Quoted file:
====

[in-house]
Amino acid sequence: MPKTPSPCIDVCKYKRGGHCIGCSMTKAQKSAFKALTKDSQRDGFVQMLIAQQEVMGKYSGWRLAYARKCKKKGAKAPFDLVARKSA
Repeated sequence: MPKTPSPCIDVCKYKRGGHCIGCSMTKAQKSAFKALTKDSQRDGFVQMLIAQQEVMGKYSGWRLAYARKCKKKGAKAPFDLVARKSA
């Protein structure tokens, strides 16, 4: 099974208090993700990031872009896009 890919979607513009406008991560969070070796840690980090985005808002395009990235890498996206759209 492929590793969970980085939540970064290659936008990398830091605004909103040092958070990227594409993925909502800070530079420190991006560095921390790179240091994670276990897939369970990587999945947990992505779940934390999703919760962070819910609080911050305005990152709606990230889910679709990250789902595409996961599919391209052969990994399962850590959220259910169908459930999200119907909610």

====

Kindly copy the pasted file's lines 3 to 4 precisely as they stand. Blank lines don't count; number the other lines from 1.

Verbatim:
Repeated sequence: MPKTPSPCIDVCKYKRGGHCIGCSMTKAQKSAFKALTKDSQRDGFVQMLIAQQEVMGKYSGWRLAYARKCKKKGAKAPFDLVARKSA
């Protein structure tokens, strides 16, 4: 099974208090993700990031872009896009 890919979607513009406008991560969070070796840690980090985005808002395009990235890498996206759209 492929590793969970980085939540970064290659936008990398830091605004909103040092958070990227594409993925909502800070530079420190991006560095921390790179240091994670276990897939369970990587999945947990992505779940934390999703919760962070819910609080911050305005990152709606990230889910679709990250789902595409996961599919391209052969990994399962850590959220259910169908459930999200119907909610």